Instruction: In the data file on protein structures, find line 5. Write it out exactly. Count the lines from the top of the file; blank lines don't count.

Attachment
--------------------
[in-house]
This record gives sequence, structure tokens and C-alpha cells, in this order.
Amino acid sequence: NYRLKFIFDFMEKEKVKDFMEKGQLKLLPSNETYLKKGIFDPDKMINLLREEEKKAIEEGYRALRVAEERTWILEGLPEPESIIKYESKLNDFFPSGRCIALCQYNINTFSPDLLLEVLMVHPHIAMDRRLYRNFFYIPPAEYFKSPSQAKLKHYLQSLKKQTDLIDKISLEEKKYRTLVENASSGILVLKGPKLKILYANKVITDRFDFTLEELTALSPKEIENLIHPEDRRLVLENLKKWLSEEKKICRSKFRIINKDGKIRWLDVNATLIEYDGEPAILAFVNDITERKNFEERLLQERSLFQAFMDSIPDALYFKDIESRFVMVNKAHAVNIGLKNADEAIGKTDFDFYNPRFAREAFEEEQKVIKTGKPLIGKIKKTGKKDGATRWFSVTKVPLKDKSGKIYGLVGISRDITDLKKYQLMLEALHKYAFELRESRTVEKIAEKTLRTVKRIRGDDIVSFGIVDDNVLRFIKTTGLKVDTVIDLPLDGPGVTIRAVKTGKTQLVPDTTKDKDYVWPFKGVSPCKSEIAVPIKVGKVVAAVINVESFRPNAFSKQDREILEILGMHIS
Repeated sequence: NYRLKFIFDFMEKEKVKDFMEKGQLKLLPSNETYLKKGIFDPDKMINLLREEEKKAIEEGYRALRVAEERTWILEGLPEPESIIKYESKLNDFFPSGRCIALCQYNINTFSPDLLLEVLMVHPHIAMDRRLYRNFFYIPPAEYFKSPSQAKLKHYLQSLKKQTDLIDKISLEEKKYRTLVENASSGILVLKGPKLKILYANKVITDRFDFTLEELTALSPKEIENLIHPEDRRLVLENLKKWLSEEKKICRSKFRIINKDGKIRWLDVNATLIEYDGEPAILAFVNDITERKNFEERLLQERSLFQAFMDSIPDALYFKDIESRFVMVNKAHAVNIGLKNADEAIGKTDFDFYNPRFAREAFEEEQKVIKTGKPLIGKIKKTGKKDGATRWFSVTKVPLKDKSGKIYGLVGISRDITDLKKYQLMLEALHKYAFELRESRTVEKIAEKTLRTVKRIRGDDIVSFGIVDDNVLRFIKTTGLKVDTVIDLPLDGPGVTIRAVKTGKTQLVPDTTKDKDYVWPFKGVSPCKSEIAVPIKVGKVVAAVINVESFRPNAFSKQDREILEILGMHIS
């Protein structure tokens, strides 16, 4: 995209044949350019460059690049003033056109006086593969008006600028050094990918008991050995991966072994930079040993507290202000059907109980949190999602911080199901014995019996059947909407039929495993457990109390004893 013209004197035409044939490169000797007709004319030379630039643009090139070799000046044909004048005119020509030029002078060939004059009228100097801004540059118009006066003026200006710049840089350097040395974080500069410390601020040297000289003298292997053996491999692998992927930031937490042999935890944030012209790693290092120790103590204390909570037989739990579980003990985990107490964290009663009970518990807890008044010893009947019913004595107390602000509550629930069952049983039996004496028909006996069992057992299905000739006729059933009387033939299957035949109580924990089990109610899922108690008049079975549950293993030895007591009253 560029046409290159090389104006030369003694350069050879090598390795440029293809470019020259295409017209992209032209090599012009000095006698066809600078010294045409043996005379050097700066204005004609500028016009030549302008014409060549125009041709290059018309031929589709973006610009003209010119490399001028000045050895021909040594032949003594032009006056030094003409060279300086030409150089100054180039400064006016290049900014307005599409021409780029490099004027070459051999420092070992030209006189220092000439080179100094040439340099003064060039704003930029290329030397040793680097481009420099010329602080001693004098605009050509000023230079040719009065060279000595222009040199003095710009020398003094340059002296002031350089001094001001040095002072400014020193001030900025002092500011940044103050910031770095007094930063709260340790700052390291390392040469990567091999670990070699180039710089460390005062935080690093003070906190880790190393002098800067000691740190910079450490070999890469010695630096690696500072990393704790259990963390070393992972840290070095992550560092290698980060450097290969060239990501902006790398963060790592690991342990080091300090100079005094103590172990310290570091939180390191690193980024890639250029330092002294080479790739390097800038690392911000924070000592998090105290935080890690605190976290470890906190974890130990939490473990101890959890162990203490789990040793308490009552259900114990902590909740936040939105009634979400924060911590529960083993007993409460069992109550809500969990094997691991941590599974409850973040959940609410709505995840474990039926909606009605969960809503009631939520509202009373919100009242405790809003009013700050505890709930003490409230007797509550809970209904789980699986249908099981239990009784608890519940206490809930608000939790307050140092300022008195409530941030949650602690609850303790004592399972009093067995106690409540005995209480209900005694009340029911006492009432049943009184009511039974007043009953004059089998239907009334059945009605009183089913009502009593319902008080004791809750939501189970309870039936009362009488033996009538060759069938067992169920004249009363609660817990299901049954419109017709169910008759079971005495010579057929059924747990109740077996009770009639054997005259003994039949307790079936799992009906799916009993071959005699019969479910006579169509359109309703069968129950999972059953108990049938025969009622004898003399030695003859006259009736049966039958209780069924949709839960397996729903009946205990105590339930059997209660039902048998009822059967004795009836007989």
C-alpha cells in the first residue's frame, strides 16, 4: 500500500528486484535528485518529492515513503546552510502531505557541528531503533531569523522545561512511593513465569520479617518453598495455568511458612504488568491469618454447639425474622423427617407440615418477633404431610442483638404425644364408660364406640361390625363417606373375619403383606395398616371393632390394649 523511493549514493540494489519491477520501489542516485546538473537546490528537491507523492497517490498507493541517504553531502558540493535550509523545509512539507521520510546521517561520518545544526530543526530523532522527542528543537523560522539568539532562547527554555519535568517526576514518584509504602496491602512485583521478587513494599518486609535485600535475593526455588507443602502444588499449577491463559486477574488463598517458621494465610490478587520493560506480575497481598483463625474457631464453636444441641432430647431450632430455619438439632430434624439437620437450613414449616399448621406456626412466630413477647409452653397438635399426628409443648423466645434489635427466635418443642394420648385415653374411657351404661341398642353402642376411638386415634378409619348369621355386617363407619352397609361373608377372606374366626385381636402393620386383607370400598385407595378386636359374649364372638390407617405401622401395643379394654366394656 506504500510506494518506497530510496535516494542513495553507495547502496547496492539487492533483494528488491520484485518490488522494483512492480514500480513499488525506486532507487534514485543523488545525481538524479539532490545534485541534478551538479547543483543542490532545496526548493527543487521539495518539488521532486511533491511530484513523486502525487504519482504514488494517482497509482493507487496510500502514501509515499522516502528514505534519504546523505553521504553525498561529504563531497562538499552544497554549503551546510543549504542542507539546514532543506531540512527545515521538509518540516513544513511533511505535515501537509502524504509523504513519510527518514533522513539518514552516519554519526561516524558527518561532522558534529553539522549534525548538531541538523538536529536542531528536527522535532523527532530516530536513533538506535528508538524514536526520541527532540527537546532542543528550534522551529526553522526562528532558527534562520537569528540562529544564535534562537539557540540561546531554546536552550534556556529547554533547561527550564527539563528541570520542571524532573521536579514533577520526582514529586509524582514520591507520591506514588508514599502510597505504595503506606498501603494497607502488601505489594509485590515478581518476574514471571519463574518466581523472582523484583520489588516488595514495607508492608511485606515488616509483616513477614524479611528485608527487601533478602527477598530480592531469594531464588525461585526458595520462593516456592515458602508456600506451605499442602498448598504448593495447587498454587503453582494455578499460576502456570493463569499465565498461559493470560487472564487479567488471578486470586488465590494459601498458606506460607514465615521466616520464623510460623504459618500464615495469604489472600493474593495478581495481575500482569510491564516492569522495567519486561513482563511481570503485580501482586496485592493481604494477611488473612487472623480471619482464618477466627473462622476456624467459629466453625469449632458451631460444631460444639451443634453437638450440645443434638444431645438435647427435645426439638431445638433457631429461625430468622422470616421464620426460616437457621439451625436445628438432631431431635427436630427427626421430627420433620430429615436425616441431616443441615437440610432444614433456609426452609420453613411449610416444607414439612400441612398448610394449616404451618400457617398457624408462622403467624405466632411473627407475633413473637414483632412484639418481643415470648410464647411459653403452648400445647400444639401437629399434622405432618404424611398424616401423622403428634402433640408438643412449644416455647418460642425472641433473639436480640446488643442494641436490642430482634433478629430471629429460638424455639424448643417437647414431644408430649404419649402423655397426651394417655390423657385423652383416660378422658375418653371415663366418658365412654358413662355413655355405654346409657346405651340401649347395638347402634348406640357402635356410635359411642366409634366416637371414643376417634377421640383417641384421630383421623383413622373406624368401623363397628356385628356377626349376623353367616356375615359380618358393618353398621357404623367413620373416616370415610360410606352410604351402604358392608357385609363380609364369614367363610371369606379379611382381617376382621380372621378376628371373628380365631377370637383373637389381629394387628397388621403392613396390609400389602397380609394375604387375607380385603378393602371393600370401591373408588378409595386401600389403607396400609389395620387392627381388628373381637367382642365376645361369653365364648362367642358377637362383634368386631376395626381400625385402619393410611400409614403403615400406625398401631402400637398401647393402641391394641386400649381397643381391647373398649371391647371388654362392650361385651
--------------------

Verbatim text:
């Protein structure tokens, strides 16, 4: 995209044949350019460059690049003033056109006086593969008006600028050094990918008991050995991966072994930079040993507290202000059907109980949190999602911080199901014995019996059947909407039929495993457990109390004893 013209004197035409044939490169000797007709004319030379630039643009090139070799000046044909004048005119020509030029002078060939004059009228100097801004540059118009006066003026200006710049840089350097040395974080500069410390601020040297000289003298292997053996491999692998992927930031937490042999935890944030012209790693290092120790103590204390909570037989739990579980003990985990107490964290009663009970518990807890008044010893009947019913004595107390602000509550629930069952049983039996004496028909006996069992057992299905000739006729059933009387033939299957035949109580924990089990109610899922108690008049079975549950293993030895007591009253 560029046409290159090389104006030369003694350069050879090598390795440029293809470019020259295409017209992209032209090599012009000095006698066809600078010294045409043996005379050097700066204005004609500028016009030549302008014409060549125009041709290059018309031929589709973006610009003209010119490399001028000045050895021909040594032949003594032009006056030094003409060279300086030409150089100054180039400064006016290049900014307005599409021409780029490099004027070459051999420092070992030209006189220092000439080179100094040439340099003064060039704003930029290329030397040793680097481009420099010329602080001693004098605009050509000023230079040719009065060279000595222009040199003095710009020398003094340059002296002031350089001094001001040095002072400014020193001030900025002092500011940044103050910031770095007094930063709260340790700052390291390392040469990567091999670990070699180039710089460390005062935080690093003070906190880790190393002098800067000691740190910079450490070999890469010695630096690696500072990393704790259990963390070393992972840290070095992550560092290698980060450097290969060239990501902006790398963060790592690991342990080091300090100079005094103590172990310290570091939180390191690193980024890639250029330092002294080479790739390097800038690392911000924070000592998090105290935080890690605190976290470890906190974890130990939490473990101890959890162990203490789990040793308490009552259900114990902590909740936040939105009634979400924060911590529960083993007993409460069992109550809500969990094997691991941590599974409850973040959940609410709505995840474990039926909606009605969960809503009631939520509202009373919100009242405790809003009013700050505890709930003490409230007797509550809970209904789980699986249908099981239990009784608890519940206490809930608000939790307050140092300022008195409530941030949650602690609850303790004592399972009093067995106690409540005995209480209900005694009340029911006492009432049943009184009511039974007043009953004059089998239907009334059945009605009183089913009502009593319902008080004791809750939501189970309870039936009362009488033996009538060759069938067992169920004249009363609660817990299901049954419109017709169910008759079971005495010579057929059924747990109740077996009770009639054997005259003994039949307790079936799992009906799916009993071959005699019969479910006579169509359109309703069968129950999972059953108990049938025969009622004898003399030695003859006259009736049966039958209780069924949709839960397996729903009946205990105590339930059997209660039902048998009822059967004795009836007989």